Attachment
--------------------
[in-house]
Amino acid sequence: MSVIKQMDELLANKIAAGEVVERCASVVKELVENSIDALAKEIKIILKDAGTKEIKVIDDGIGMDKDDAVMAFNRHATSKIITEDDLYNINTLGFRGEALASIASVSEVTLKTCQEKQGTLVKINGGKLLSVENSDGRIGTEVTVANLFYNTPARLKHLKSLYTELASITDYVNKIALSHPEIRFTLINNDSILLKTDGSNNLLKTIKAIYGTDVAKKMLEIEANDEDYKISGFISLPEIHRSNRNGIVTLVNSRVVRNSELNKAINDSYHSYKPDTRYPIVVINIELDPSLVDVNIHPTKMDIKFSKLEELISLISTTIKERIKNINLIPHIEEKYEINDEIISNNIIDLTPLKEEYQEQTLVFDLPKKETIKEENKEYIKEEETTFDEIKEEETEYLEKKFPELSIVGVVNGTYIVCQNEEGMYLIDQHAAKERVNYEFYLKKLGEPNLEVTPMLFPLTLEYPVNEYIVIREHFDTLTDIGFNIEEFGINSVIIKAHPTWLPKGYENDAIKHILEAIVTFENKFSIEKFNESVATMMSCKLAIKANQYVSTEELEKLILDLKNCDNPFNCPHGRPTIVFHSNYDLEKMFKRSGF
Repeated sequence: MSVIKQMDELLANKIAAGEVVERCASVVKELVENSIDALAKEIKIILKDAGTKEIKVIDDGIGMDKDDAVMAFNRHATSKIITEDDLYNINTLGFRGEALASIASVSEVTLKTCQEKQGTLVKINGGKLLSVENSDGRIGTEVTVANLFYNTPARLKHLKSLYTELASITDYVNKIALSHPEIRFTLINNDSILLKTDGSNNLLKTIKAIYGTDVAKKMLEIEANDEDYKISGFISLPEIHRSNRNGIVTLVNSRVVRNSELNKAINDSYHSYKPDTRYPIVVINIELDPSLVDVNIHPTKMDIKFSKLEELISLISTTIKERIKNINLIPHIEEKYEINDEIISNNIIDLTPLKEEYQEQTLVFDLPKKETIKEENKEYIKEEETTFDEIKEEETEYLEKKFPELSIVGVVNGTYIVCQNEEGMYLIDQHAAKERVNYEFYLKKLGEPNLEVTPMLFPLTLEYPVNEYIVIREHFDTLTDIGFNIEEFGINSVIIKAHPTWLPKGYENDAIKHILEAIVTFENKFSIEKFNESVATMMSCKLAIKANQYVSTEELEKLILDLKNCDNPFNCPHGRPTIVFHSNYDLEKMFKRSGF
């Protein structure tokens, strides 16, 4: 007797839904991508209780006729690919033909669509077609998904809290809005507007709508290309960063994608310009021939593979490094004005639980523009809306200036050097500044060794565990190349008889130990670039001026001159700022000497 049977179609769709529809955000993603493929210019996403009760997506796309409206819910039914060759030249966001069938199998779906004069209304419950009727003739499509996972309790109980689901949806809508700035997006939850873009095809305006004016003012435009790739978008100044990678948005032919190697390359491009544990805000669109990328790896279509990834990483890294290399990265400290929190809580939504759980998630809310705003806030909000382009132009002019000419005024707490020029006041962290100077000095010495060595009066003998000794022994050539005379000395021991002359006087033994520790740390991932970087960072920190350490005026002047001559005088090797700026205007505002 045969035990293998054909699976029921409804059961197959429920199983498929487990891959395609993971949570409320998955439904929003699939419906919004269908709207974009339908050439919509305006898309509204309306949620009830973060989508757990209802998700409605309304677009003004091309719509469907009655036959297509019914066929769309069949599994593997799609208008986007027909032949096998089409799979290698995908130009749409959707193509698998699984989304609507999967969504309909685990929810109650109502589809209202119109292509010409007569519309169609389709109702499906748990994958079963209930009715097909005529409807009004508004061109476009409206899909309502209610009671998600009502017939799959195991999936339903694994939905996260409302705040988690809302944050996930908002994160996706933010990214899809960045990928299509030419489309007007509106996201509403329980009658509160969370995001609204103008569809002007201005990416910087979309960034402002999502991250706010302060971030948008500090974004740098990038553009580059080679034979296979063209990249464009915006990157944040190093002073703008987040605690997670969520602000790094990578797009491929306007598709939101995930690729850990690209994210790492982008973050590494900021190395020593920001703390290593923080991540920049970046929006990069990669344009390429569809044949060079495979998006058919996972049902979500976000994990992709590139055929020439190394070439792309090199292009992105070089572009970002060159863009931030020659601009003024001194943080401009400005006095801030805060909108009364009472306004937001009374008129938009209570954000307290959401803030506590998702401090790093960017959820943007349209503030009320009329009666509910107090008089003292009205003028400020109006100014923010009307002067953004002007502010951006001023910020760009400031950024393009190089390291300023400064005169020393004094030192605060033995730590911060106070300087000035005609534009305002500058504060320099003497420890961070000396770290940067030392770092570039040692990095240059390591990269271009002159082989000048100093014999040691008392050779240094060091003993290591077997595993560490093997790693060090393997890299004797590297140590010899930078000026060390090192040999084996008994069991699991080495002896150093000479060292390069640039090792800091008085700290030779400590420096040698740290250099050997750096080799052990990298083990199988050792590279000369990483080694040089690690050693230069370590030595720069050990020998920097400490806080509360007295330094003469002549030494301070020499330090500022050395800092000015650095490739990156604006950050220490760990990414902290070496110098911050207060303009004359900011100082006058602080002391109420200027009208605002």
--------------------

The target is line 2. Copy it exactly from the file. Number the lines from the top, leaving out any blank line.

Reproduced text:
Amino acid sequence: MSVIKQMDELLANKIAAGEVVERCASVVKELVENSIDALAKEIKIILKDAGTKEIKVIDDGIGMDKDDAVMAFNRHATSKIITEDDLYNINTLGFRGEALASIASVSEVTLKTCQEKQGTLVKINGGKLLSVENSDGRIGTEVTVANLFYNTPARLKHLKSLYTELASITDYVNKIALSHPEIRFTLINNDSILLKTDGSNNLLKTIKAIYGTDVAKKMLEIEANDEDYKISGFISLPEIHRSNRNGIVTLVNSRVVRNSELNKAINDSYHSYKPDTRYPIVVINIELDPSLVDVNIHPTKMDIKFSKLEELISLISTTIKERIKNINLIPHIEEKYEINDEIISNNIIDLTPLKEEYQEQTLVFDLPKKETIKEENKEYIKEEETTFDEIKEEETEYLEKKFPELSIVGVVNGTYIVCQNEEGMYLIDQHAAKERVNYEFYLKKLGEPNLEVTPMLFPLTLEYPVNEYIVIREHFDTLTDIGFNIEEFGINSVIIKAHPTWLPKGYENDAIKHILEAIVTFENKFSIEKFNESVATMMSCKLAIKANQYVSTEELEKLILDLKNCDNPFNCPHGRPTIVFHSNYDLEKMFKRSGF